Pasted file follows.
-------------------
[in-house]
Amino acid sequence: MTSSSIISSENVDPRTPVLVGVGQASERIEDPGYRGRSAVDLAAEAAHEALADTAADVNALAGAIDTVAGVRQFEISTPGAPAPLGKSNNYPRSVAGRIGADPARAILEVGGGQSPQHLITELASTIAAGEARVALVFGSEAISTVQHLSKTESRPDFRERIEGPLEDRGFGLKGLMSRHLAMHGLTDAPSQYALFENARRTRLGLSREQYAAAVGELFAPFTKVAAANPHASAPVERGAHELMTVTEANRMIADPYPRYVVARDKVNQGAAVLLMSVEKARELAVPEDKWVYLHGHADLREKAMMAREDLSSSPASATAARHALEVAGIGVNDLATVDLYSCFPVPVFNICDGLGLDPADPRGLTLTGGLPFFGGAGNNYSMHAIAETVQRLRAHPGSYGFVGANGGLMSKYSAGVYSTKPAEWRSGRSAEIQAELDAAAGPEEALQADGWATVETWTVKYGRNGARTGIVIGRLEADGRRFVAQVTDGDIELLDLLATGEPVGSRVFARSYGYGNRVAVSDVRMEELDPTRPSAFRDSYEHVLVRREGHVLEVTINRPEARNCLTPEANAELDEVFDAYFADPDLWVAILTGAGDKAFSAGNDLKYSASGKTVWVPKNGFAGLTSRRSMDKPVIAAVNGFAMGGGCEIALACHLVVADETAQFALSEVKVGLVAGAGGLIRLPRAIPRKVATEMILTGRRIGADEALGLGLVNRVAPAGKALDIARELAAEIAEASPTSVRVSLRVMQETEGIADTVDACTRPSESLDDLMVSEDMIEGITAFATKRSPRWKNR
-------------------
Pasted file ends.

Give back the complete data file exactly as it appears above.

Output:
[in-house]
Amino acid sequence: MTSSSIISSENVDPRTPVLVGVGQASERIEDPGYRGRSAVDLAAEAAHEALADTAADVNALAGAIDTVAGVRQFEISTPGAPAPLGKSNNYPRSVAGRIGADPARAILEVGGGQSPQHLITELASTIAAGEARVALVFGSEAISTVQHLSKTESRPDFRERIEGPLEDRGFGLKGLMSRHLAMHGLTDAPSQYALFENARRTRLGLSREQYAAAVGELFAPFTKVAAANPHASAPVERGAHELMTVTEANRMIADPYPRYVVARDKVNQGAAVLLMSVEKARELAVPEDKWVYLHGHADLREKAMMAREDLSSSPASATAARHALEVAGIGVNDLATVDLYSCFPVPVFNICDGLGLDPADPRGLTLTGGLPFFGGAGNNYSMHAIAETVQRLRAHPGSYGFVGANGGLMSKYSAGVYSTKPAEWRSGRSAEIQAELDAAAGPEEALQADGWATVETWTVKYGRNGARTGIVIGRLEADGRRFVAQVTDGDIELLDLLATGEPVGSRVFARSYGYGNRVAVSDVRMEELDPTRPSAFRDSYEHVLVRREGHVLEVTINRPEARNCLTPEANAELDEVFDAYFADPDLWVAILTGAGDKAFSAGNDLKYSASGKTVWVPKNGFAGLTSRRSMDKPVIAAVNGFAMGGGCEIALACHLVVADETAQFALSEVKVGLVAGAGGLIRLPRAIPRKVATEMILTGRRIGADEALGLGLVNRVAPAGKALDIARELAAEIAEASPTSVRVSLRVMQETEGIADTVDACTRPSESLDDLMVSEDMIEGITAFATKRSPRWKNR